I have always said that I can’t drive past a historical marker. I managed to miss one in Brunswick, however, quite a few times. A large stone on Rossmore Road claims to mark the homestead of Matthew Thornton, one of the chosen few who signed their names to the Declaration of Independence. You might not have noticed his signature. It is overshadowed by John Hancock’s, like all the others. But it is there and it’s neat to see that the Midcoast is represented on the country’s first important document.

A historical marker on Rossmore Road claims to be the site of the homestead of Matthew Thornton, one of the signers of the Declaration of Independence. Zac McDorr / For The Forecaster

Thornton did not live here long, unfortunately. Like a New Yorker coming to Maine to escape COVID-19, he did not receive a warm welcome from the people living here. Thornton was born in Londonderry, Ireland, in 1714, and two years later he was part of the wave of Scots-Irish people who immigrated to America.

There seems to be some debate as to where the Thorntons settled. Several websites list Wiscasset as the place where they built their homestead. Some say it was possibly Brunswick. Some even claim it wasn’t in Maine at all, but down in Williamsburg, Virginia. According to the historical marker in Brunswick, however, the D.A.R. and the Knights of Columbus managed to identify the exact spot in Brunswick where the house once stood. How they figured that out, I can’t say.

Wherever they settled, everyone seems to agree that the local natives were not happy about their presence. They set fire to the Thornton homestead, and the family retreated to a new home in Worcester, Massachusetts, when Matthew was 8 years old. I wonder if he had any fond memories of his childhood in Maine or if the attack was just too traumatic.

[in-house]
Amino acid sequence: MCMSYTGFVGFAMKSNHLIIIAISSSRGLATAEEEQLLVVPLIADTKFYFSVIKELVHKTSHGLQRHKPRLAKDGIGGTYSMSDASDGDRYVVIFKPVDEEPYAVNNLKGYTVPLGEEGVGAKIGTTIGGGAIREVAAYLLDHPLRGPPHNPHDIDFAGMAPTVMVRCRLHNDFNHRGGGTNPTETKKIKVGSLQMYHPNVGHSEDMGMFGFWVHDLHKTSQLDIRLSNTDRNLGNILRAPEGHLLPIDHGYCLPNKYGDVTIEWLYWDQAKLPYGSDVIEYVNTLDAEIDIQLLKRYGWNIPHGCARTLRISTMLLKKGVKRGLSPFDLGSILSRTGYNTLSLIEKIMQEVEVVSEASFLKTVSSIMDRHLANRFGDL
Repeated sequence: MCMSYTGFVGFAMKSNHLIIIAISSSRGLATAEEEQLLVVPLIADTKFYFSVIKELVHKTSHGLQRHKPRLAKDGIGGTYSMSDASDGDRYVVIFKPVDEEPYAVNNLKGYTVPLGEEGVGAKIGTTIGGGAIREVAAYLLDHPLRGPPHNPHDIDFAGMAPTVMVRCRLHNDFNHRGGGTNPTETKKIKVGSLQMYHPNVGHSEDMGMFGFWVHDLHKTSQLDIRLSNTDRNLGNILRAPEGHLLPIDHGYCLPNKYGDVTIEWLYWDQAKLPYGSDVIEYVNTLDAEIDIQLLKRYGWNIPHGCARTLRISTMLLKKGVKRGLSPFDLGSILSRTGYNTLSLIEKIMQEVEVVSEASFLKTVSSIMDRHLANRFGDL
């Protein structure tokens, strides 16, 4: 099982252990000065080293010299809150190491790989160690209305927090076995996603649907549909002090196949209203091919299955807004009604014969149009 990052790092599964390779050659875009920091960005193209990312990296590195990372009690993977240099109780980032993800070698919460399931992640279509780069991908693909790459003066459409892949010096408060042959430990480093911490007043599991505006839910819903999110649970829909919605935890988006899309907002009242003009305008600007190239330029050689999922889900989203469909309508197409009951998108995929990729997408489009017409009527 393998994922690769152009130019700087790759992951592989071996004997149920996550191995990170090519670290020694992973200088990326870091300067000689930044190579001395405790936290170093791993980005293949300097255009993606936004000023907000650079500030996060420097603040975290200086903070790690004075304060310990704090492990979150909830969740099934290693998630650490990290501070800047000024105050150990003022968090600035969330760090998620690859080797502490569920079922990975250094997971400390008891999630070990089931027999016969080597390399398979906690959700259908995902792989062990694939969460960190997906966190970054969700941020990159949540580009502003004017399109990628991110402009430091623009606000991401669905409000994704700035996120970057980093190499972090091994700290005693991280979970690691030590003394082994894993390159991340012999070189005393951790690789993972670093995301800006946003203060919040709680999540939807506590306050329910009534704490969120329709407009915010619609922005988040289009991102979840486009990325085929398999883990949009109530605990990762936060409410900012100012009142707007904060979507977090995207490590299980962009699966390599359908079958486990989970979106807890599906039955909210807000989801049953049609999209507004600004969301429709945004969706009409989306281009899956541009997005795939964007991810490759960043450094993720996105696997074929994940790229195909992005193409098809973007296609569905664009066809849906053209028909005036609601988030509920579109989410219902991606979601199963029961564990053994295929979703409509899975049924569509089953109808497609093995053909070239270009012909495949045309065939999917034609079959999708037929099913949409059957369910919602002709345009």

After becoming a doctor and marrying Hannah Jack, Thornton moved to New Hampshire and set up practice. Oddly enough, he settled in Londonderry, New Hampshire, named after the city of his birth. He became a physician to the troops and entered politics. First he was elected as town selectman and then he became a member of the provincial assembly. He was asked to draft a plan of government for the state and this became the first new state constitution after the war with Britain began. Then he became the first president of the New Hampshire House of Representatives and a Superior Court justice.

During the Continental Congress, a letter was sent to New Hampshire requesting more delegates. Thornton and a man named William Whipple were chosen to go. By the time Thornton got there, in November of 1776, he had missed all the debates and the vote for independence had already been taken. He was allowed to sign the document, however, months after most everyone else had signed it.

New Hampshire wanted Thornton to represent them in Congress in 1777, but he declined due to poor health. For the rest of his life he served the state and wrote political essays for newspapers. He lived to the age of 89 and died as a member of the most exclusive club in America – those whose names are enshrined on the Declaration of Independence.

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